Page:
The individual behind MI6 Rogue claims they decided to launch the account after becoming privy to a report from the Scientific Advisory Group for Emergencies (Sage) in late January or early February last year. “[T]o my horror the report detailed how a new coronavirus had the potential do devastate the UK,” they wrote.

After reading that report, they took a walk along Westminster Bridge, where they “watched a group of schoolchildren, excited, with their lives hardly began”.

Knowing the emotions, opinions and motives of an anonymous figure like MI6 Rogue only further muddies the role they play. 

[see also: How AI changed cyber security]

MI6 Rogue’s account has also revealed the very real effects of policy. In late March, they wrote publicly about the sudden passing of their father due to Covid-19, advising their followers to take precautions.

“[H]e was as hard as nails, mid-70s & fit. He had mild symptoms & just deteriorated overnight,” read a tweet sent by the account.

Cybersecurity threats and the decline of the UK’s global influence also plays a part in MI6 Rogue’s pessimism. They have released what they claim to be the tax records of right-wing commentator Katie Hopkins, and post frequently about migrant issues.

“War can be a necessary evil. Still, the migration of people needs to be part of the conversation,” they told me.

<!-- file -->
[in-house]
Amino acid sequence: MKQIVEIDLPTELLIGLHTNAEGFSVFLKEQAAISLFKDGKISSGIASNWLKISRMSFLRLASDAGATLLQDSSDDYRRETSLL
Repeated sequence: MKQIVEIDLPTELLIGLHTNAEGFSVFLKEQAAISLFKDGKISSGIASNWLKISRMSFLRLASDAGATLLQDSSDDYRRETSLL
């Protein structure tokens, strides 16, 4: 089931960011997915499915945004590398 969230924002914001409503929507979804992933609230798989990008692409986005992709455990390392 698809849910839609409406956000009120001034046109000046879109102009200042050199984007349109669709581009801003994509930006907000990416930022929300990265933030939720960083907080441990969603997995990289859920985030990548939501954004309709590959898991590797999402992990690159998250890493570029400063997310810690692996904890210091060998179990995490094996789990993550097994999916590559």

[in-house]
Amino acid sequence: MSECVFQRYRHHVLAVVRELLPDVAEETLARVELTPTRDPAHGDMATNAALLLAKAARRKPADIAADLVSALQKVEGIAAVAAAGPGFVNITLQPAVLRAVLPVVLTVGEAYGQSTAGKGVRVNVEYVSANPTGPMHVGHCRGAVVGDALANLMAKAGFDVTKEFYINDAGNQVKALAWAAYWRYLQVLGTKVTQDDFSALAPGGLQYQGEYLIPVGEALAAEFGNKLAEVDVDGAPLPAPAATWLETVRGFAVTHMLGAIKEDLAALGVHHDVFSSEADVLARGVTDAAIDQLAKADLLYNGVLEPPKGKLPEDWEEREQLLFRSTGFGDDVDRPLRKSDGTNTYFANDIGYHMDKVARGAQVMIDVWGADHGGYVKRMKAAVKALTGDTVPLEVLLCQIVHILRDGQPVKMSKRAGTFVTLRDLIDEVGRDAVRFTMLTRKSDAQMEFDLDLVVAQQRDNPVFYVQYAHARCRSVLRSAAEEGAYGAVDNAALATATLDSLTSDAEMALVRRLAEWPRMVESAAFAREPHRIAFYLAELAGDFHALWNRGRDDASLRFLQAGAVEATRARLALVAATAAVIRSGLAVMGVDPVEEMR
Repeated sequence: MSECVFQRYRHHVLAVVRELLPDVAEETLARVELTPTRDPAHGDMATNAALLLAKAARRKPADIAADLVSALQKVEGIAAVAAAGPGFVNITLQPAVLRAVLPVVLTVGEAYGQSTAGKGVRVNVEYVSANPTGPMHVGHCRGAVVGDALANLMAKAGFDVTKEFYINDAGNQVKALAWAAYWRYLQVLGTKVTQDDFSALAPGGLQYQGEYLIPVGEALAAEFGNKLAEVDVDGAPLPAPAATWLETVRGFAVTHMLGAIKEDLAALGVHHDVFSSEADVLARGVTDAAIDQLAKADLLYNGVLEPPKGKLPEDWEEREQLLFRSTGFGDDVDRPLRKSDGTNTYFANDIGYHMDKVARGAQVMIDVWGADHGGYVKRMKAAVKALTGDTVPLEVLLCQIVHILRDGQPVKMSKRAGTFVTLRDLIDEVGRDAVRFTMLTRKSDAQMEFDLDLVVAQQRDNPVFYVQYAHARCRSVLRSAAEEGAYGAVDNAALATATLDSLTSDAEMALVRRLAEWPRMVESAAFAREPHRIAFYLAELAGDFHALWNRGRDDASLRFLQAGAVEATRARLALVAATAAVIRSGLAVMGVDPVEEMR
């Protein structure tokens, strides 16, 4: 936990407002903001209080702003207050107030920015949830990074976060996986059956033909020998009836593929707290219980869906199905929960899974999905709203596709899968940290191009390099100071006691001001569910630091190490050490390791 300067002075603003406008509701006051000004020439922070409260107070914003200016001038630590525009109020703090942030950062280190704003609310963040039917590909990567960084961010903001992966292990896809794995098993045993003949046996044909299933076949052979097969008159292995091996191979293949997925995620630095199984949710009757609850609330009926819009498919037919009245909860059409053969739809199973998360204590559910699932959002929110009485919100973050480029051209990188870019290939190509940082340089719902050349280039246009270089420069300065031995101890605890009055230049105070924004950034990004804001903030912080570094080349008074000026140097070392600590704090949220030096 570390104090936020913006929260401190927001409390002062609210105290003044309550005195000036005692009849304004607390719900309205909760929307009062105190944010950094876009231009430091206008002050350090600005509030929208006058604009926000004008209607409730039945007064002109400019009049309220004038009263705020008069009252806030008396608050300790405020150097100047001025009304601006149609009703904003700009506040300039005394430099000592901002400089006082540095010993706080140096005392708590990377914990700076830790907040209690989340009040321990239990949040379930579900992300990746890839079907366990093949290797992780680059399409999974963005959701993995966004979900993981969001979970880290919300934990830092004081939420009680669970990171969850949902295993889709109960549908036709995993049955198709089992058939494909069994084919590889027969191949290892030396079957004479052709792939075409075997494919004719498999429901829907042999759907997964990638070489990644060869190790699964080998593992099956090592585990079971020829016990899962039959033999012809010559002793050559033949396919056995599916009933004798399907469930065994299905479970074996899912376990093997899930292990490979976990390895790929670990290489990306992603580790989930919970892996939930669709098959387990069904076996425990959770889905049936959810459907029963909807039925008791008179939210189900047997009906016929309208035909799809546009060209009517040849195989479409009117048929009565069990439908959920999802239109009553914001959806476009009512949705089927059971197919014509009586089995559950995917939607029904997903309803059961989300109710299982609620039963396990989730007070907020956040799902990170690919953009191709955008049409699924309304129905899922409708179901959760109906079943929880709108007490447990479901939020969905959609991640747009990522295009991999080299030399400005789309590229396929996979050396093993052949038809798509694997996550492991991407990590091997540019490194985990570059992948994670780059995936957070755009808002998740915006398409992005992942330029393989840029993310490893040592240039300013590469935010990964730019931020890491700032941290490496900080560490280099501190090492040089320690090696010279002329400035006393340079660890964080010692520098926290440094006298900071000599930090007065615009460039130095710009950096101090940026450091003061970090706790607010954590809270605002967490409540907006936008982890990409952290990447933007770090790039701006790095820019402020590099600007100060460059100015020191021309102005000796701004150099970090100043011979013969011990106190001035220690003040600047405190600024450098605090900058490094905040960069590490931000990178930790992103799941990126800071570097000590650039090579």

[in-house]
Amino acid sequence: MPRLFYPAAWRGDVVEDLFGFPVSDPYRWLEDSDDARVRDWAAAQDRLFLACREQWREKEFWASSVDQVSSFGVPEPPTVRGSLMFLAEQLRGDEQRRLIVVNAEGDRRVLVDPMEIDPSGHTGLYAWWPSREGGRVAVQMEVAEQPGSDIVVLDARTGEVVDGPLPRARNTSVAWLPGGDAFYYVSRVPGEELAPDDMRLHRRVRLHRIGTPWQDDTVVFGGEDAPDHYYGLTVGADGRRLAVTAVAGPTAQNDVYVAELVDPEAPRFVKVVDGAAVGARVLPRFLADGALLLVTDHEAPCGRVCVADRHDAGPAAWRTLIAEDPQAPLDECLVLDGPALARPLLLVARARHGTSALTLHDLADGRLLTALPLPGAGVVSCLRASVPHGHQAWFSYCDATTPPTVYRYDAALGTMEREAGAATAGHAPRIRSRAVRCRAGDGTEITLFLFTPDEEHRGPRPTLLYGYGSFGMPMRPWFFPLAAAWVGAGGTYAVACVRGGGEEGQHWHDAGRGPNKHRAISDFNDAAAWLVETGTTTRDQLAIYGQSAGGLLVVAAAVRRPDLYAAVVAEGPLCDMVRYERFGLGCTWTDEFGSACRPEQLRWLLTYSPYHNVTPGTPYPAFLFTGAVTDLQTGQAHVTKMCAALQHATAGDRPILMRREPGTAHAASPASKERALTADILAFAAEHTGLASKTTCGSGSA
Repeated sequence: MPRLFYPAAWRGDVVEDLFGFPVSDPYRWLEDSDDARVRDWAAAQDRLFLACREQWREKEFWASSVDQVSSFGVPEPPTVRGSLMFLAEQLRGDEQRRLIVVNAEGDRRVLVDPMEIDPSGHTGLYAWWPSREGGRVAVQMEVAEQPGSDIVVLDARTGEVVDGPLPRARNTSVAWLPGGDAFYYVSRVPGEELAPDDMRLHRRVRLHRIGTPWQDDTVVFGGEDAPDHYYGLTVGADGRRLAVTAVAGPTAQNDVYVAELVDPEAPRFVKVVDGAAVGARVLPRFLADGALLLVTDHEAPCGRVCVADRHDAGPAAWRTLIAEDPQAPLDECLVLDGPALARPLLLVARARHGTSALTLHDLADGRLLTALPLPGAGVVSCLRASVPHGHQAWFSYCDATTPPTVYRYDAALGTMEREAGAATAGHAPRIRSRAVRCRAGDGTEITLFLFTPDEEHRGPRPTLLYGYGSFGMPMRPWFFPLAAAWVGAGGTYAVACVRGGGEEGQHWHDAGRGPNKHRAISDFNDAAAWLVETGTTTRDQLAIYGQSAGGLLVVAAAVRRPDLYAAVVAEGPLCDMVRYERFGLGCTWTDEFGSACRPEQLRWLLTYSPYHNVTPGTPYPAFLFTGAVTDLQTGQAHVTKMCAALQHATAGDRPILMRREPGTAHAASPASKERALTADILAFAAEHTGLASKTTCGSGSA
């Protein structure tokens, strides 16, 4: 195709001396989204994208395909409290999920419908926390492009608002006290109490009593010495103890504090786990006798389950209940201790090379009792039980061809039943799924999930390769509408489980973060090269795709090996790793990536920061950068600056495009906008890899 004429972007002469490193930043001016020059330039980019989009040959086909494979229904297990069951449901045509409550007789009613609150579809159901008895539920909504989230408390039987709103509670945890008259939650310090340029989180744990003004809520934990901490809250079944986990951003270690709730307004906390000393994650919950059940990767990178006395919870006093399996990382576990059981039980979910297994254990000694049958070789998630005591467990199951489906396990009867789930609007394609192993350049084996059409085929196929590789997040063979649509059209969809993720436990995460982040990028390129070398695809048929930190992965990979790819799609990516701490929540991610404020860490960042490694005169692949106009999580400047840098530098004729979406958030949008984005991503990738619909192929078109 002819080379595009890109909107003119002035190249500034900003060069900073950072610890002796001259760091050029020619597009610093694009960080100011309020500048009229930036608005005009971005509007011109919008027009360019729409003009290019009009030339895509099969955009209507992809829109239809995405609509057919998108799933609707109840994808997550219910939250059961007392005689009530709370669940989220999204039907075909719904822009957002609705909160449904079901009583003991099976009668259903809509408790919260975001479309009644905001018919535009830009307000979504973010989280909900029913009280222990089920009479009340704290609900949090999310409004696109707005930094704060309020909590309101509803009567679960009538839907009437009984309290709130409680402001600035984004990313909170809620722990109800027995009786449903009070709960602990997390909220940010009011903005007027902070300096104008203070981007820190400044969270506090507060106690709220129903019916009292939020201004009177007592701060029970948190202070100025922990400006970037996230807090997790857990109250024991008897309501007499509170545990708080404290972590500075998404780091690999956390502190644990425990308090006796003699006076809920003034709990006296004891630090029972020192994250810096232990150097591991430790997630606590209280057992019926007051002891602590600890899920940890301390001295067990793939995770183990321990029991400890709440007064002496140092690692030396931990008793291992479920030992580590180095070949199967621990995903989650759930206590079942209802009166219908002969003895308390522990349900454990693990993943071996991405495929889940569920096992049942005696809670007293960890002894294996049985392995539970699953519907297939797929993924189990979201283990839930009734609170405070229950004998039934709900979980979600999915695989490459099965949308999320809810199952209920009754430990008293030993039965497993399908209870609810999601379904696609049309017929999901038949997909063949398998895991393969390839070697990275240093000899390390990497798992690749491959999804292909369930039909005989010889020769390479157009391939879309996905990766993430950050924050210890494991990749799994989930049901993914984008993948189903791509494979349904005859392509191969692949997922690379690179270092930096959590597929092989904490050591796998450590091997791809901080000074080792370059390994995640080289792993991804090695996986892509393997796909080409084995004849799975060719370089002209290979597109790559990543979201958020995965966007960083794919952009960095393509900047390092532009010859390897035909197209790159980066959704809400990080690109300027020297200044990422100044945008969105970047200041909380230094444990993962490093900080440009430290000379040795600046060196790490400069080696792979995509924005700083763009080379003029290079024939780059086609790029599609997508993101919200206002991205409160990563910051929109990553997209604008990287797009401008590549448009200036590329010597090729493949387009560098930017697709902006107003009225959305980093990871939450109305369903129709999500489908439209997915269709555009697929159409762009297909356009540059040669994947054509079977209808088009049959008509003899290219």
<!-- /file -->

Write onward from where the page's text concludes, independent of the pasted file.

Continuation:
For all the importance of the subjects that MI6 Rogue has attempted to raise, the account often ends up bristling at the absurdity of British politics. It has found itself at odds with the only other rogue UK government account on Twitter, @RogueWhitehall, which appeared around the same time as MI6 Rogue but provides mostly humorous commentary, rather than leaks, about the Prime Minister Boris Johnson’s former top aide Dominic Cummings, and about the Labour Party. MI6 Rogue has denounced Rogue Whitehall publicly, declaring that a far-left agitator is behind the alt civil service account and that any information it releases should not be trusted.

Since the Brexit transition period ended, the MI6 Rogue account has found its footing by proposing that, thanks to its claimed position on the inside, it can separate misinformation and fake news from the real threats that constantly surround us. While post-Brexit trade issues and the ongoing public health crisis are its main fodder, MI6 Rogue’s focus has moved pointedly towards digital security threats – perhaps a sign of its own concern about maintaining the veil of online anonymity.

The role for such anonymous sources in future may be less about what journalists like Peston cover publicly, and more about how that source can command its own audience from behind the veil.

Josh Gabert-Doyon is a freelance journalist tweeting at @JoshGD. He was a contributor to CityMetric – the predecessor site to the New Statesman Media Group’s City Monitor

Free trial CSS